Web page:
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A security deposit letter is a document requesting a refund of a security deposit. At the time a lease is signed, a landlord or property owner usually requires a tenant to pay a security deposit when renting a home, an apartment, or a commercial property. A security deposit is a sum of money that a landlord holds in escrow while a tenant occupies a property. Generally, a landlord may use this money if a tenant damages the property or violates the rental agreement. Once a tenant moves out, he or she sends a security deposit letter to the property owner asking for a refund of the deposit.
Some jurisdictions place a limit on the amount of money a landlord may require as a security deposit. Typical amounts are two or three times the monthly rent for residential properties. Although a tenant gives this money to a landlord, it still belongs to the tenant. Indeed, some jurisdictions require a landlord to place the money in an interest-bearing account. Depending on the circumstances, a tenant may have the right to a full refund of the deposit, and this is why a tenant sends a security deposit letter.
Certain situations may allow a landlord to decline to provide a full refund after receiving a security deposit letter. For instance, jurisdictions typically allow a landlord to deduct certain costs from the deposit such as repairing any property damage, cleaning the property, and covering unpaid rent. In addition, if a tenant failed to provide notice that he was moving from the property, depending on the notice requirements of the jurisdiction, a landlord might be able to keep the deposit to cover any costs while the property remained vacant. Notice would have allowed the landlord an opportunity to find someone else to rent the property and thereby prevent any loss of rent for that period of time.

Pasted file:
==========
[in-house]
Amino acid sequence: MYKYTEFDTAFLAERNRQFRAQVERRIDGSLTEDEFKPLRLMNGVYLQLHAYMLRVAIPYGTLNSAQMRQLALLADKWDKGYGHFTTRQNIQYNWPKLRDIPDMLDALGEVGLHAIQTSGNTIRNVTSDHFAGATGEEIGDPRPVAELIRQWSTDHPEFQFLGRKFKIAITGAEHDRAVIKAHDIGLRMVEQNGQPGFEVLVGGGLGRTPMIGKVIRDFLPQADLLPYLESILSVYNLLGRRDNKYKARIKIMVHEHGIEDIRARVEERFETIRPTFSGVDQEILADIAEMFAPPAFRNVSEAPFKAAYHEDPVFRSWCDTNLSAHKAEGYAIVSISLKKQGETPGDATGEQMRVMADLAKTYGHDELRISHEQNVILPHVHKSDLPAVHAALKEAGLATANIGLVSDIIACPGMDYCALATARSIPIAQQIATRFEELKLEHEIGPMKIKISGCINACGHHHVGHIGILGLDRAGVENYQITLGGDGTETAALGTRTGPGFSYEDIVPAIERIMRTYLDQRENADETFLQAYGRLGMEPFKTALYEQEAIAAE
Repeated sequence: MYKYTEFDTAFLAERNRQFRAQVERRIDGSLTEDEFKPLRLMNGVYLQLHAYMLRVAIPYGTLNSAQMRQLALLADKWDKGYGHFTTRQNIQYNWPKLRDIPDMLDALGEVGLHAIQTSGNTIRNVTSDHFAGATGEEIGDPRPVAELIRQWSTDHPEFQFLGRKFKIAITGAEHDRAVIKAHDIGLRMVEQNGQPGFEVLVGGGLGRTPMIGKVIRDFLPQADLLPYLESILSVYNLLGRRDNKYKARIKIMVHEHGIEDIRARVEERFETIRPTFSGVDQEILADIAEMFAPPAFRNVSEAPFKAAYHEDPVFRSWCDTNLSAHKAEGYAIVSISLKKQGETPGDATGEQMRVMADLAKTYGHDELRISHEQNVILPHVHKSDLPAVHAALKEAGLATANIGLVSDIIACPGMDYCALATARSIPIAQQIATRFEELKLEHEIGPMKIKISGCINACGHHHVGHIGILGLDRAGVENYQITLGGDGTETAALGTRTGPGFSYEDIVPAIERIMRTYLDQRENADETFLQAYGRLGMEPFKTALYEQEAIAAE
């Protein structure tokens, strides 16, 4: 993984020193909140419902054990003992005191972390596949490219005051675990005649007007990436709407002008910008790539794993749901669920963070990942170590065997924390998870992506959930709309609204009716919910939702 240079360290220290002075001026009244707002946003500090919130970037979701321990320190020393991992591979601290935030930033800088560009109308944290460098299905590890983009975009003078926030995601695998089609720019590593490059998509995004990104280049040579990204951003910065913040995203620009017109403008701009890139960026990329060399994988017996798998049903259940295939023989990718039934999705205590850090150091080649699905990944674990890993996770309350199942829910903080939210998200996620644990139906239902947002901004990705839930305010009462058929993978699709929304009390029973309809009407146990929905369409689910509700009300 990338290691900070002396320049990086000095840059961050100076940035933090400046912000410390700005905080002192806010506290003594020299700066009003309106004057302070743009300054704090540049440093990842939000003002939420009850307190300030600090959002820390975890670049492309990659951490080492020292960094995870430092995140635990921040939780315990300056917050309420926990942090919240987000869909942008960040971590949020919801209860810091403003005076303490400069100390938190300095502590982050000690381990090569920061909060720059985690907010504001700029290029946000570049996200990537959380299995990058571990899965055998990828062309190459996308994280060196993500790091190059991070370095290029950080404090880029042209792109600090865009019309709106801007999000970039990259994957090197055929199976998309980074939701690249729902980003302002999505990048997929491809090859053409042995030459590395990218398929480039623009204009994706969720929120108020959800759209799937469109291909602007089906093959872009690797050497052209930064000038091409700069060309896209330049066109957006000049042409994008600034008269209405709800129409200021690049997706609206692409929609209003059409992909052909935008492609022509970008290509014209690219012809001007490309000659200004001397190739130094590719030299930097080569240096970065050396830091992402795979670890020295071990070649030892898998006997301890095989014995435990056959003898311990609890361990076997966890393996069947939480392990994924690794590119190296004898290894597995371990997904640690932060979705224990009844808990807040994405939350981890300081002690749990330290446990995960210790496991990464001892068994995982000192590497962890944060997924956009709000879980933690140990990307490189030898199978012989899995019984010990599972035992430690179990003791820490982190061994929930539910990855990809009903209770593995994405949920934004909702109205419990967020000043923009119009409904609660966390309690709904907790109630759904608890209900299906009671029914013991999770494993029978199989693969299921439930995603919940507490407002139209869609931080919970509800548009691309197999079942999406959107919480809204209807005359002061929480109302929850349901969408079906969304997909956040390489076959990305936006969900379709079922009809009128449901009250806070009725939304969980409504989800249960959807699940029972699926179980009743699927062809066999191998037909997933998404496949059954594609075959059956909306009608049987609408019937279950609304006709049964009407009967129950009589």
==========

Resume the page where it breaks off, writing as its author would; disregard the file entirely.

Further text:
If a tenant did not damage the property and otherwise complied with the rental agreement, he or she may request a refund of the security deposit in a security deposit letter mailed to the landlord. Laws typically require a landlord to make a refund within a set time after a tenant moves out. The time varies for each jurisdiction. If a landlord uses some or all of the deposit to make repairs, he usually provides an itemized listing of how the money was spent along with receipts to the former tenant. Failure to do this may result in forfeiture of the security deposit, plus a penalty of up to three times the deposit, even if the landlord's expenditures were legitimate and/or necessary.
A security deposit letter does not need to be elaborate or have a harsh tone. Rather, it simple should request a refund of the deposit and provide a current address. The security deposit letter may also remind the landlord of when the tenant moved out. It is not necessary for the letter to reference the law of the jurisdiction. It is the obligation of the property owner to know the law concerning security deposits, including the deadline for sending the refund check. Any disputes concerning the deposit may be resolved in court.
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